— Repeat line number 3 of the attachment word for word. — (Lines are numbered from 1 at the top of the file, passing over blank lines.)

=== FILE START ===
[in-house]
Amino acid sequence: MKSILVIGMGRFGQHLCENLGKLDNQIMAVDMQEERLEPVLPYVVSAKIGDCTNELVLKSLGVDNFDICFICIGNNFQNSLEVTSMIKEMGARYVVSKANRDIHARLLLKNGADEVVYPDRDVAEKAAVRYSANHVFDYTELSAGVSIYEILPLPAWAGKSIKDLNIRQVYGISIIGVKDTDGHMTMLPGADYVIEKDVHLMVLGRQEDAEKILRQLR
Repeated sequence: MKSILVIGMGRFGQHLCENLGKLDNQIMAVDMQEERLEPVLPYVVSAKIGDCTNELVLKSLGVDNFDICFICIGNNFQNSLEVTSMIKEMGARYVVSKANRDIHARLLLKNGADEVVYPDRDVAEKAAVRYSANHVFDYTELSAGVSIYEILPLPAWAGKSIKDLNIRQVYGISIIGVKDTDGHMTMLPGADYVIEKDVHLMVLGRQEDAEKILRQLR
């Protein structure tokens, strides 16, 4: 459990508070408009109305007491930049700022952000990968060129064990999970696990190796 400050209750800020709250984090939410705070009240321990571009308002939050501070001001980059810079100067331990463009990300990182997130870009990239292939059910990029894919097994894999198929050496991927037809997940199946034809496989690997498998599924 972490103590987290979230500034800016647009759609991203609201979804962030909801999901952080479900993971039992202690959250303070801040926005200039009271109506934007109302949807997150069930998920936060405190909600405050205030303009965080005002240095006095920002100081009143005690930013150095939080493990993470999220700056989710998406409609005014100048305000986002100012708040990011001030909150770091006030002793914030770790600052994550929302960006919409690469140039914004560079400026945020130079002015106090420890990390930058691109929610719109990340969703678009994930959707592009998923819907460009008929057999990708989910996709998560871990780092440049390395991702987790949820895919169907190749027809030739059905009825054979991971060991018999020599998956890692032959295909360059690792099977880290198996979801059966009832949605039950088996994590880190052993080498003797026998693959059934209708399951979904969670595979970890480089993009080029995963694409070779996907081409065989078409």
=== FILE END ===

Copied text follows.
Repeated sequence: MKSILVIGMGRFGQHLCENLGKLDNQIMAVDMQEERLEPVLPYVVSAKIGDCTNELVLKSLGVDNFDICFICIGNNFQNSLEVTSMIKEMGARYVVSKANRDIHARLLLKNGADEVVYPDRDVAEKAAVRYSANHVFDYTELSAGVSIYEILPLPAWAGKSIKDLNIRQVYGISIIGVKDTDGHMTMLPGADYVIEKDVHLMVLGRQEDAEKILRQLR